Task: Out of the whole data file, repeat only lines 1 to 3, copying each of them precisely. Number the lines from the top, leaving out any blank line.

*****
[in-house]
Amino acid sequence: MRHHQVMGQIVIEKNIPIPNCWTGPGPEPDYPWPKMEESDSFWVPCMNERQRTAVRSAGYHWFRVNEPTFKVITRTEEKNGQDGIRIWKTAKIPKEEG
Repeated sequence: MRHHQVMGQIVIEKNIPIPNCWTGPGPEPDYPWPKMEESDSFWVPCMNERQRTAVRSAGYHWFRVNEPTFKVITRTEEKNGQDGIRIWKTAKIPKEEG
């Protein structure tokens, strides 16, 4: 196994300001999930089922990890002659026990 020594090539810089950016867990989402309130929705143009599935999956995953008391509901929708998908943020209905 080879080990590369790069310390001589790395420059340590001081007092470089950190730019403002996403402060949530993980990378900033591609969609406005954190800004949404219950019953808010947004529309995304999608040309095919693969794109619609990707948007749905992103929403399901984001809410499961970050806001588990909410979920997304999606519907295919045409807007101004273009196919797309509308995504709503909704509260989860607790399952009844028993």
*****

[in-house]
Amino acid sequence: MRHHQVMGQIVIEKNIPIPNCWTGPGPEPDYPWPKMEESDSFWVPCMNERQRTAVRSAGYHWFRVNEPTFKVITRTEEKNGQDGIRIWKTAKIPKEEG
Repeated sequence: MRHHQVMGQIVIEKNIPIPNCWTGPGPEPDYPWPKMEESDSFWVPCMNERQRTAVRSAGYHWFRVNEPTFKVITRTEEKNGQDGIRIWKTAKIPKEEG